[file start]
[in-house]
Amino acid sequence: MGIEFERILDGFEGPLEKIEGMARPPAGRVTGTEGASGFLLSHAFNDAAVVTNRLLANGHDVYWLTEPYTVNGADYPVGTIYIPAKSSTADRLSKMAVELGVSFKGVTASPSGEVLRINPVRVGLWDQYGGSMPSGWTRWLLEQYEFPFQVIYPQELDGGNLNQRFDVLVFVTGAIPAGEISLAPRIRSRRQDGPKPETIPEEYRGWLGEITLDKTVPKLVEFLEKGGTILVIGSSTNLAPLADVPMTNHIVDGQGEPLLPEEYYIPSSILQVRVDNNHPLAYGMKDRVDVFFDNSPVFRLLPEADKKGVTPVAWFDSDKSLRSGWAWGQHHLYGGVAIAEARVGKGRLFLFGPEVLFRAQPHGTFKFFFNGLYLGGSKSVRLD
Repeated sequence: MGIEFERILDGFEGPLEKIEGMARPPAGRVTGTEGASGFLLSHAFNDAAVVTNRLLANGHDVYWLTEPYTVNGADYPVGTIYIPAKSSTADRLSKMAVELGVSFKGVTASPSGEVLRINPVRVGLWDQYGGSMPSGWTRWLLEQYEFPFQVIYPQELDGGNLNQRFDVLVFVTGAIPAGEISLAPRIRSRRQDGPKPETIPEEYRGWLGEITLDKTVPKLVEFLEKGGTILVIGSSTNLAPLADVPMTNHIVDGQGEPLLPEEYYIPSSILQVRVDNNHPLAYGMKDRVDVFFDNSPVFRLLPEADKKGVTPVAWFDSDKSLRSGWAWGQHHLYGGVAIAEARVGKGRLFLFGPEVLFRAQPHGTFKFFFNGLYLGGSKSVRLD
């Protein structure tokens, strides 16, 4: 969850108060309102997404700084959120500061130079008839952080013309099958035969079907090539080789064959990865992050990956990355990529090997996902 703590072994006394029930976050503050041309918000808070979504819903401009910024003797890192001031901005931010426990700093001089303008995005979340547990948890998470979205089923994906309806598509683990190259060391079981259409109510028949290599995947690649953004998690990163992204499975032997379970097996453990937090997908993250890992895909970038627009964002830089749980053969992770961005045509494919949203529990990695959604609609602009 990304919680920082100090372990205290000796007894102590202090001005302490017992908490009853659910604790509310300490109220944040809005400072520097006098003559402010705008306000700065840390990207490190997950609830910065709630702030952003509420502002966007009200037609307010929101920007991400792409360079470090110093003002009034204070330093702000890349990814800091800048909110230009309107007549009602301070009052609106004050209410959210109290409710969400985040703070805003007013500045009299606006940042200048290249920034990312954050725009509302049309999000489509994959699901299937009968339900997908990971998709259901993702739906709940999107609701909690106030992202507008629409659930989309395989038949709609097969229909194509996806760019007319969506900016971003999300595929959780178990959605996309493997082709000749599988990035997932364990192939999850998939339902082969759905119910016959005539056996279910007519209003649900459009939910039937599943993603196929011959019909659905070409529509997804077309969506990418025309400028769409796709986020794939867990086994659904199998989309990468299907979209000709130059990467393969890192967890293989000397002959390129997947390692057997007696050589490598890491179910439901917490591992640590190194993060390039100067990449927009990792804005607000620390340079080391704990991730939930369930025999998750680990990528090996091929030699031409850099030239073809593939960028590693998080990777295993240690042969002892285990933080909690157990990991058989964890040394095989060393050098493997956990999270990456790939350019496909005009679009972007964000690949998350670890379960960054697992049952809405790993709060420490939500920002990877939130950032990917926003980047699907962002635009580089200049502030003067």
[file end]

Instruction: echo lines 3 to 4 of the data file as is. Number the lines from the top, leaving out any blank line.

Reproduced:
Repeated sequence: MGIEFERILDGFEGPLEKIEGMARPPAGRVTGTEGASGFLLSHAFNDAAVVTNRLLANGHDVYWLTEPYTVNGADYPVGTIYIPAKSSTADRLSKMAVELGVSFKGVTASPSGEVLRINPVRVGLWDQYGGSMPSGWTRWLLEQYEFPFQVIYPQELDGGNLNQRFDVLVFVTGAIPAGEISLAPRIRSRRQDGPKPETIPEEYRGWLGEITLDKTVPKLVEFLEKGGTILVIGSSTNLAPLADVPMTNHIVDGQGEPLLPEEYYIPSSILQVRVDNNHPLAYGMKDRVDVFFDNSPVFRLLPEADKKGVTPVAWFDSDKSLRSGWAWGQHHLYGGVAIAEARVGKGRLFLFGPEVLFRAQPHGTFKFFFNGLYLGGSKSVRLD
């Protein structure tokens, strides 16, 4: 969850108060309102997404700084959120500061130079008839952080013309099958035969079907090539080789064959990865992050990956990355990529090997996902 703590072994006394029930976050503050041309918000808070979504819903401009910024003797890192001031901005931010426990700093001089303008995005979340547990948890998470979205089923994906309806598509683990190259060391079981259409109510028949290599995947690649953004998690990163992204499975032997379970097996453990937090997908993250890992895909970038627009964002830089749980053969992770961005045509494919949203529990990695959604609609602009 990304919680920082100090372990205290000796007894102590202090001005302490017992908490009853659910604790509310300490109220944040809005400072520097006098003559402010705008306000700065840390990207490190997950609830910065709630702030952003509420502002966007009200037609307010929101920007991400792409360079470090110093003002009034204070330093702000890349990814800091800048909110230009309107007549009602301070009052609106004050209410959210109290409710969400985040703070805003007013500045009299606006940042200048290249920034990312954050725009509302049309999000489509994959699901299937009968339900997908990971998709259901993702739906709940999107609701909690106030992202507008629409659930989309395989038949709609097969229909194509996806760019007319969506900016971003999300595929959780178990959605996309493997082709000749599988990035997932364990192939999850998939339902082969759905119910016959005539056996279910007519209003649900459009939910039937599943993603196929011959019909659905070409529509997804077309969506990418025309400028769409796709986020794939867990086994659904199998989309990468299907979209000709130059990467393969890192967890293989000397002959390129997947390692057997007696050589490598890491179910439901917490591992640590190194993060390039100067990449927009990792804005607000620390340079080391704990991730939930369930025999998750680990990528090996091929030699031409850099030239073809593939960028590693998080990777295993240690042969002892285990933080909690157990990991058989964890040394095989060393050098493997956990999270990456790939350019496909005009679009972007964000690949998350670890379960960054697992049952809405790993709060420490939500920002990877939130950032990917926003980047699907962002635009580089200049502030003067």